Former AEG CEO Tim Leiweke, wife Bernadette Leiweke, Spice Girls singer Victoria Beckham and husband, soccer player David Beckham, pose at “The David Beckham Academy” launch party at Creative Artists Agency on June 3, 2005 in Beverly Hills, Calif.

Now that Tim Leiweke has left AEG, the company he built from scratch as CEO, what does his future hold?

The longtime CEO of AEG led just about every part of the live entertainment business. He took a hands-on approach with the Los Angeles Kings hockey franchise and guided Major League Soccer through a decade of expansion, with his own Los Angeles Galaxy winning back to back championships this year and last. He built a real estate empire around the world with iconic arenas in London, Shanghai, and Sydney and pioneered the transformation of downtown Los Angeles with the formation of the country’s most dynamic mixed-use development, L.A. Live. He helped building the thriving touring division AEG Live, launched a massive ticketing company and dipped his hand in the television business with Mark Cuban and Ryan Seacrest to create AXS TV.

Sports. Mega-real estate. Music. Television. Technology. The list of industries Tim Leiweke brought into the AEG fold as part of his synergistic vision for live entertainment goes well beyond the periphery of most firms. On top of it all, he led a process to bring the National Football League to Los Angeles, and while the vision for Farmers Field has yet to be realized, Leiweke achieved a historical accomplishment when the Los Angeles City Council approved the project in September 2012.

That act alone required intervention by the California State Legislature and newly elected governor Jerry Brown, who passed an environmental exemption to ease the review period of the project after a vigorous lobbying effort by Leiweke, who counts former California Governor Arnold Schwarzenegger and outgoing L.A. Mayor Antonio Villaraigosa as friends. Every major network from ESPN to ABC to BET has filmed award shows at L.A. Live — even the President of China, Xi Jinping, made a special trip to Los Angeles to see Leiweke, following a Washington D.C. visit to President Barack Obama in February 2012. (Jinping was VP of China at the time)

“He knows so many extremely wealthy and connected people from the network he built and nearly all of them view him as a visionary,” said Tony Tavares, president of Disney Sports from 1993 to 2002 and a former executive with the Dallas Stars.

A scan of the sports landscape presents several obvious opportunities for Leiweke. Madison Square Garden Entertainment is looking for a new President to replace Scott O’Neil, who left last year after four years. The iconic New York arena, like Staples Center, is also home to basketball and hockey teams and real estate and television holdings, including the popular cable network Fuse. There’s also an opening for a CEO at Maple Leaf Sports and Entertainment, home to the Toronto Raptors and the iconic Maple Leafs of hockey.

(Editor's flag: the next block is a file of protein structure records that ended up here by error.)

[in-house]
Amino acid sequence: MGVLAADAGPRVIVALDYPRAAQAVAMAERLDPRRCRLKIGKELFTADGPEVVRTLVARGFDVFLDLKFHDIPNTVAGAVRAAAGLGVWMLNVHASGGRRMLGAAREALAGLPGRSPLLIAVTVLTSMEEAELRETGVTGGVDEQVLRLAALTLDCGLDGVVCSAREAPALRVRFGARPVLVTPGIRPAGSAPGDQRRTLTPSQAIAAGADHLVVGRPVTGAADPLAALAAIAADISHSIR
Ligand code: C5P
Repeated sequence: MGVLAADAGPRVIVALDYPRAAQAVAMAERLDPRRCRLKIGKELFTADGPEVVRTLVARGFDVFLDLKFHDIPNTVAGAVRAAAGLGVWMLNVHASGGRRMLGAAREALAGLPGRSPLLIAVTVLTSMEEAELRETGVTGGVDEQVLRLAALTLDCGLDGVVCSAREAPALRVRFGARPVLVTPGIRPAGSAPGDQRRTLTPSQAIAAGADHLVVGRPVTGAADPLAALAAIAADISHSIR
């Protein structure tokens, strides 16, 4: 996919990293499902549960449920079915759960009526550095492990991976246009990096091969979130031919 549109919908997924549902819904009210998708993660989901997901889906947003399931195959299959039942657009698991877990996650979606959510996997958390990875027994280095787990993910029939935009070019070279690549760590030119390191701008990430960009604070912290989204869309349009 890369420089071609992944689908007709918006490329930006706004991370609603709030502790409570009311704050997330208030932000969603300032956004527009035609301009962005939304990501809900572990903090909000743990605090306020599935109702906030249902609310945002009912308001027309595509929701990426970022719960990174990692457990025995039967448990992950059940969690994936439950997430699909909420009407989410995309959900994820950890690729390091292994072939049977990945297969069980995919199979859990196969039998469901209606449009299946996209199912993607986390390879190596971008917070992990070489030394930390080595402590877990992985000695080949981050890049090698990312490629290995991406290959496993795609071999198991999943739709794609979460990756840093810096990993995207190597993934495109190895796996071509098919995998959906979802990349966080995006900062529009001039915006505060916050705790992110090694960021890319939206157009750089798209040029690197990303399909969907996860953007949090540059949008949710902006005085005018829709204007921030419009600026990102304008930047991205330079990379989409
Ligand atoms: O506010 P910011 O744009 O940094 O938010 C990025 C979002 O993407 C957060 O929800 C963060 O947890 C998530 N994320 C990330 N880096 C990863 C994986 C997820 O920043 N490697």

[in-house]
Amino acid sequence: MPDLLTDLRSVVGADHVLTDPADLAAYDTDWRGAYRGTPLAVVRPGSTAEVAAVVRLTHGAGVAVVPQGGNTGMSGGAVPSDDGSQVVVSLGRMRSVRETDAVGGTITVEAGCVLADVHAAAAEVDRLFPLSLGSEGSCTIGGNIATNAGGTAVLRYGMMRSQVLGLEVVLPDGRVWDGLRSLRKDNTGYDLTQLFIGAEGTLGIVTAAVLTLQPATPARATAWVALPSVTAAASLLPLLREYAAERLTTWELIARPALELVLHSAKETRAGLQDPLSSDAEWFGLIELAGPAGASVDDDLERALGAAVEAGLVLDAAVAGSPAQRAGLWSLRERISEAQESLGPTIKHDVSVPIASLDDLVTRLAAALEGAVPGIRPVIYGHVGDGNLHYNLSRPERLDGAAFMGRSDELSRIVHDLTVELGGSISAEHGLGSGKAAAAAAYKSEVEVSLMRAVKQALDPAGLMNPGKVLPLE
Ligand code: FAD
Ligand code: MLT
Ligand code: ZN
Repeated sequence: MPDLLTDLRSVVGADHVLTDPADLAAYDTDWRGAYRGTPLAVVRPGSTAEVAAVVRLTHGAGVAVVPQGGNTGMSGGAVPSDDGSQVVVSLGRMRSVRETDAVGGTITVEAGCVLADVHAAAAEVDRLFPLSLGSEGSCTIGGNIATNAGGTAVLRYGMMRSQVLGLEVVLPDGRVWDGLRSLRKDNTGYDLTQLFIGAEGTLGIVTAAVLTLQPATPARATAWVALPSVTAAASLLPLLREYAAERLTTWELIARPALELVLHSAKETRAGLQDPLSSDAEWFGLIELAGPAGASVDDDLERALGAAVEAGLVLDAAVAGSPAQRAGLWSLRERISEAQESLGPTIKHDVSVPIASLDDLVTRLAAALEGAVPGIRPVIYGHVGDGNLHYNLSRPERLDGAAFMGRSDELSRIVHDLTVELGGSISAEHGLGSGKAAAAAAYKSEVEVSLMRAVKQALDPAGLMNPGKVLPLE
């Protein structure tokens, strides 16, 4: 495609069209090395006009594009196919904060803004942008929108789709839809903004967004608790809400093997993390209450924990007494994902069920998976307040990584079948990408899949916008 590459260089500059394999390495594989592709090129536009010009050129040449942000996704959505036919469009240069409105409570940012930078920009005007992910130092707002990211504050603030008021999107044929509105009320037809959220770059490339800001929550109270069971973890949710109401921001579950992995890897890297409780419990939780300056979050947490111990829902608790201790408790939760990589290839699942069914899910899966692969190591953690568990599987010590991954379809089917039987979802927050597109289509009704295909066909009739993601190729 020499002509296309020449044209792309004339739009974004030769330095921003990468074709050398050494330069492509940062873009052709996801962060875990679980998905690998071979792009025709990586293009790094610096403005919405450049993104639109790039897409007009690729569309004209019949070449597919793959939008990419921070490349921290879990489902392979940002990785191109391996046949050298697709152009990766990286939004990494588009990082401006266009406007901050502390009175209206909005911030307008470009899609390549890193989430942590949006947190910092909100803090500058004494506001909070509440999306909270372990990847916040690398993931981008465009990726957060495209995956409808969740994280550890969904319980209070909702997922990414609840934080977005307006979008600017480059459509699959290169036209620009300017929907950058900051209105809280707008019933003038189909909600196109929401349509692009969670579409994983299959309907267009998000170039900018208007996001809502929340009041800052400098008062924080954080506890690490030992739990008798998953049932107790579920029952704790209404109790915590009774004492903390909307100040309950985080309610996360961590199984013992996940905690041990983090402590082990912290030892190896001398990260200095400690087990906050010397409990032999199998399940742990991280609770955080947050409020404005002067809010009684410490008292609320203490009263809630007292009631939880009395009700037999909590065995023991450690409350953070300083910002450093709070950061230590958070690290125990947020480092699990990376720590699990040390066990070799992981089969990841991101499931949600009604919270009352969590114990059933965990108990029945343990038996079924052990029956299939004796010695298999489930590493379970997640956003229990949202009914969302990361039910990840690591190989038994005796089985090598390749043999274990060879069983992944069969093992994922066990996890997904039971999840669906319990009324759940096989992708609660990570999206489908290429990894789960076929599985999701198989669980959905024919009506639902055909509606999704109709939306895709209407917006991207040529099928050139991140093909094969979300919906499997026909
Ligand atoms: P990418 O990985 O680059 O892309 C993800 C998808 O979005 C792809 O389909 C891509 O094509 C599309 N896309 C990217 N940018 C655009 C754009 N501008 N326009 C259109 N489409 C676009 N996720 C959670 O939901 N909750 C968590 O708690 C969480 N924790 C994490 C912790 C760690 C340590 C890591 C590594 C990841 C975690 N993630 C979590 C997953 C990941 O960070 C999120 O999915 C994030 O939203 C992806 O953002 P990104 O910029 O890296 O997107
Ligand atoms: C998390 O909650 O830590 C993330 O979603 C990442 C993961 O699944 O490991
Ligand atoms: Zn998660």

“He’s a great guy, a very smart businessman and a visionary,” said Bob Hunter, executive VP, Venues & Entertainment, Maple Leaf Sports Entertainment.

“I worked with him a few years ago when he came to Toronto to pitch programming and management, part of a soup and nuts deal that included AXS ticketing,” Hunter said. “I told him thanks, but we’re the fifth biggest market in North America and we’re doing great on our own.”

Hunter said there has been a change in ownership at the MLSE and a search for a new CEO has begun, but Tavares said he doubts the Maples Leafs would hire an American for the job over a Canadian.

“Tim (Leiweke) is very much an outside-the-box kind of thinker. He probably would not want an operational role where he does the same thing day after day,” said Tavares. “He’s a creator and a creative person. Give him a job where he can have a blank canvas and create something. He knows so many people that are extremely wealthy and interested in creative projects that he could take on many roles.”

It’s entirely possible that Leiweke will land somewhere outside of the sports and entertainment industry, where his propensity for large scale deal-making can be put to use. The recorded music industry is in  need of change, although Leiweke might find more upside and opportunity in television and film, which continue to report record profits even as the market realigns through changes to cable television, regional sports networks and on-demand digital networks like Netflix.

There's also plenty of opportunity to continue to reshape California and even L.A., which is starting to emerge from a five-year drop in housing prices with a slight tick upwards and talk of higher interest rates at the Federal Reserve. 

“Just look at the footprint downtown and LA Live,” said Alex Hodges, CEO of Nederlander Concerts. “It went from an idea, to drawing board, to happening; and Tim Leiweke was the commander on the ground, leading and driving the troops to make it happen.”

Wherever he surfaces, he’ll have to ride out any lingering contract clauses he has with his former employer AEG. Last year Leiweke re-signed a five-year contract as CEO, meaning there was likely a big buyout to end his contract. Does that mean he has a no-compete clause barring him from working in the industry for the next one, two or even 10 years? Hard to tell said Tavares, who noted that states like California greatly restrict non-compete clauses, but large severance packages typically include the waiving of certain rights, and that might be one of them.

“Whatever happens, I think Tim will eventually come out and talk, but I doubt he’ll spend a lot of time dwelling on the past,” said Tavares, noting the forner CEO is more of a visionary than a historical revisionist.

“He’ll land on his feet and start moving forward very quickly. He’s a very bright guy.” 

Interviewed for this article: Tony Tavares, (775) 853-4712; Bob Hunter, (416) 815-5738; Alex Hodges, (323) 817-6100